City leaders in Chesapeake, Virginia, have broken ground on a long-awaited project to restore school building that educated Black children in the early 1900s.
WVEC-TV reports that the city plans to transform the historic Cornland School into a place where people can learn about the school's impact. Multiple exhibitions will include interviews of teachers and former students.
Situated off Highway 17 near the Great Dismal Swamp, freed slaves built the school in 1903 to teach Black children in what was then Norfolk County.
Chesapeake City Councilwoman Ella Ward formed the Cornland School Foundation in 2010, after the owners of the property discovered the dilapidated building in the woods and asked Ward to help restore it.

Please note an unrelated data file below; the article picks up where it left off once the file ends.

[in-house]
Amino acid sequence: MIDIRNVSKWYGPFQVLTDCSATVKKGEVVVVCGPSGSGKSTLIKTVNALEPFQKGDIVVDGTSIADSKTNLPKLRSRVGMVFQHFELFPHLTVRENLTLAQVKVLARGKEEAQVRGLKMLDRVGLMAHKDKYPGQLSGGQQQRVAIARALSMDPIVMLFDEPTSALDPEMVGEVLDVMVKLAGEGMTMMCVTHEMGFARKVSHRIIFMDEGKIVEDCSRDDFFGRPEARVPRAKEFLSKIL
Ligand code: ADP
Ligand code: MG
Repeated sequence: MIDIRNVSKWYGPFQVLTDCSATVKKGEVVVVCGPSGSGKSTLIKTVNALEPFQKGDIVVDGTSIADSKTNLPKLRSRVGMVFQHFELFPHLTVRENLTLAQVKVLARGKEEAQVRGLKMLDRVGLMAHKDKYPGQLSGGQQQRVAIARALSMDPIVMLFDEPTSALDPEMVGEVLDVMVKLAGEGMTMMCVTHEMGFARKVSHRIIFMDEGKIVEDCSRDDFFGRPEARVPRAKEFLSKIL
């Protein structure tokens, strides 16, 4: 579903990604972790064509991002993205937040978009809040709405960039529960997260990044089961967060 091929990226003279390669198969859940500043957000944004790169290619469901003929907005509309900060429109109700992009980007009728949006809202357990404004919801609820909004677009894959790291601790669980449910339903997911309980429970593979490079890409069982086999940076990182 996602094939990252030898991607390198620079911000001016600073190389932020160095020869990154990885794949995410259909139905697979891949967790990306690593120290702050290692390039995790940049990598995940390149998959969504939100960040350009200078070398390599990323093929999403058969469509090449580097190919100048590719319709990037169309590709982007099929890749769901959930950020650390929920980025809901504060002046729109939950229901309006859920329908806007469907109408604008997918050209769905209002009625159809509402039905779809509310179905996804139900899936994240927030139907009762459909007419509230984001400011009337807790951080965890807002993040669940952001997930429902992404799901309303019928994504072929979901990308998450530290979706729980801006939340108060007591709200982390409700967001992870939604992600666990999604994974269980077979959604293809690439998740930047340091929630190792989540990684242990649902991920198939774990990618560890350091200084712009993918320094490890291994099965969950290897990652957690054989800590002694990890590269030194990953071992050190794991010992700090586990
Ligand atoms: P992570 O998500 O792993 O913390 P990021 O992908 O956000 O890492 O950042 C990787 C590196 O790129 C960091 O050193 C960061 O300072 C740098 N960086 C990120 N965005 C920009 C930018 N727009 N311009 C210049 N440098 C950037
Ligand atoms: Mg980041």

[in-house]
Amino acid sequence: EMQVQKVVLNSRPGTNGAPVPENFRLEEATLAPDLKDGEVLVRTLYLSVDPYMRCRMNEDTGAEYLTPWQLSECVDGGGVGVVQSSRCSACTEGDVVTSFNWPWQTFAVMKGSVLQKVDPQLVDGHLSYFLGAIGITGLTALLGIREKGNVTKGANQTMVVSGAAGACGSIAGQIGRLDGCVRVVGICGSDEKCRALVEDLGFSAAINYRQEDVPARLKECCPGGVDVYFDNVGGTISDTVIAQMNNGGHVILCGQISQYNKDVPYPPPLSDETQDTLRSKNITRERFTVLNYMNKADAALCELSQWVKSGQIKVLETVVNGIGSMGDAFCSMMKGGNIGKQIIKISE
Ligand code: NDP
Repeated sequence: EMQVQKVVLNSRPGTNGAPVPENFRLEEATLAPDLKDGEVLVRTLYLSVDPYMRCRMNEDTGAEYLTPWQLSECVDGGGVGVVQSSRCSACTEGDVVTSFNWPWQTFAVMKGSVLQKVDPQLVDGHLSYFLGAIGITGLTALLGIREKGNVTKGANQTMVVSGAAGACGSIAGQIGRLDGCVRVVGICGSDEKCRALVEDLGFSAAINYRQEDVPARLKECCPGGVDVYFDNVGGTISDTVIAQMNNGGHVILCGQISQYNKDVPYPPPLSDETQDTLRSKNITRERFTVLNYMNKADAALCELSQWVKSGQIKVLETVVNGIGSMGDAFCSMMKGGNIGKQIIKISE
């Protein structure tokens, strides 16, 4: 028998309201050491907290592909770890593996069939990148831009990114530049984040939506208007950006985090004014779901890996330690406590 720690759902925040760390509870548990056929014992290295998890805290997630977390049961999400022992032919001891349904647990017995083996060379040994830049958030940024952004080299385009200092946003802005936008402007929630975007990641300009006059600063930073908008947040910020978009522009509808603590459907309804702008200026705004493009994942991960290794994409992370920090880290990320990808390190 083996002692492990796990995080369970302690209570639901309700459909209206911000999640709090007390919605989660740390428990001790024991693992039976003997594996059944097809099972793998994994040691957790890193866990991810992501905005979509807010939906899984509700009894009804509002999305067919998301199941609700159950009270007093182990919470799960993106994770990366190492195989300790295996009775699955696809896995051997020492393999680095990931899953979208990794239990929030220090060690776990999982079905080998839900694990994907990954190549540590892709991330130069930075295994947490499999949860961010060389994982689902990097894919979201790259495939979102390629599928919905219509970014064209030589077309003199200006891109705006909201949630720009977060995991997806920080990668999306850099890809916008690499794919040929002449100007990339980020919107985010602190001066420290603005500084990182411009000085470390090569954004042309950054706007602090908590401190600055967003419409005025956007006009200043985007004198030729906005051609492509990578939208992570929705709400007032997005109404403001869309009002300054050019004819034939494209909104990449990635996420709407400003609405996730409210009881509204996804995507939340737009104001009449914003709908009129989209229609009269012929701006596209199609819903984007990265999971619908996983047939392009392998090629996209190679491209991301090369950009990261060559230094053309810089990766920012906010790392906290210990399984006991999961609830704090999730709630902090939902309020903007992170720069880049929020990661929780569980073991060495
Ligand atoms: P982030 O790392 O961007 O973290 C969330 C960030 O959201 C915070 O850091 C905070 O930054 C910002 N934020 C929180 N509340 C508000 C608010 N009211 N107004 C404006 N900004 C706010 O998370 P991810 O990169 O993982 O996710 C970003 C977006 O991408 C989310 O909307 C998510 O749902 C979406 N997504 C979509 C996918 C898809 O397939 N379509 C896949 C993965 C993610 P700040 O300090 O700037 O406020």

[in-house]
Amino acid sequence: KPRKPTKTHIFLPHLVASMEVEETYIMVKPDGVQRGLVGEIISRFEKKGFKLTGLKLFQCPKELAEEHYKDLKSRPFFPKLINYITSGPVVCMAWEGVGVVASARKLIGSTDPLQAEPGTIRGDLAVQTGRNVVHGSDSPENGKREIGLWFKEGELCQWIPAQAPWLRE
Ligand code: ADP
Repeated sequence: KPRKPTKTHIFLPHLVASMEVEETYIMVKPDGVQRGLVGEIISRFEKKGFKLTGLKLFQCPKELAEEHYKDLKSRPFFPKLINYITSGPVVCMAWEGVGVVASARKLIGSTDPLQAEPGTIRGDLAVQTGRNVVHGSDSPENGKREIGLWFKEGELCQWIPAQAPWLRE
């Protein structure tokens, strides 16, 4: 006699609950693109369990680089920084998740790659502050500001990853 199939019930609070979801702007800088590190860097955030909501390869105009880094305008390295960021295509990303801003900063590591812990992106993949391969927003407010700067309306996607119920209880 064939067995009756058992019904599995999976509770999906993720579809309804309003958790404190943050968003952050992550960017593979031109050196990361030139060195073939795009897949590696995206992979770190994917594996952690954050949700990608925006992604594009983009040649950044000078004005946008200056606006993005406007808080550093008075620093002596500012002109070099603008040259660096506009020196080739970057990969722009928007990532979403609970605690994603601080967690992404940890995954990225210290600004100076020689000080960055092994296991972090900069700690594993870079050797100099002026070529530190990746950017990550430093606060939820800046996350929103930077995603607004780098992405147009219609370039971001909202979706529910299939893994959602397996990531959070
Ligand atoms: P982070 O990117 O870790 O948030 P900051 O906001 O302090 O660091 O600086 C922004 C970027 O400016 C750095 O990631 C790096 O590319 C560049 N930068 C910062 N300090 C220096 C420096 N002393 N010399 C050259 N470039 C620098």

“I just know the value of the history of preserving what it was for our people of color, Black people, to go to school in 1903,” said Ward, a former educator. “Black people were not even supposed to be getting an education and really, they weren’t even taught to read.”
The renovated school building should open to the public next spring.
The restoration is part of a larger project to transform eight acres of land into the Historical Village at the Dismal Swamp. The Cornland School renovations are part of the first phase, which will include a new visitor center, connection to the Dismal Swamp Canal Trail and other exhibits.
So far, nearly $9 million in federal, state and local funds have been allocated to eventually showcase the stories of the Indigenous groups who first inhabited the area, early colonists and people of African descent, as well as the Dismal Swamp's role in trade, commerce and agriculture.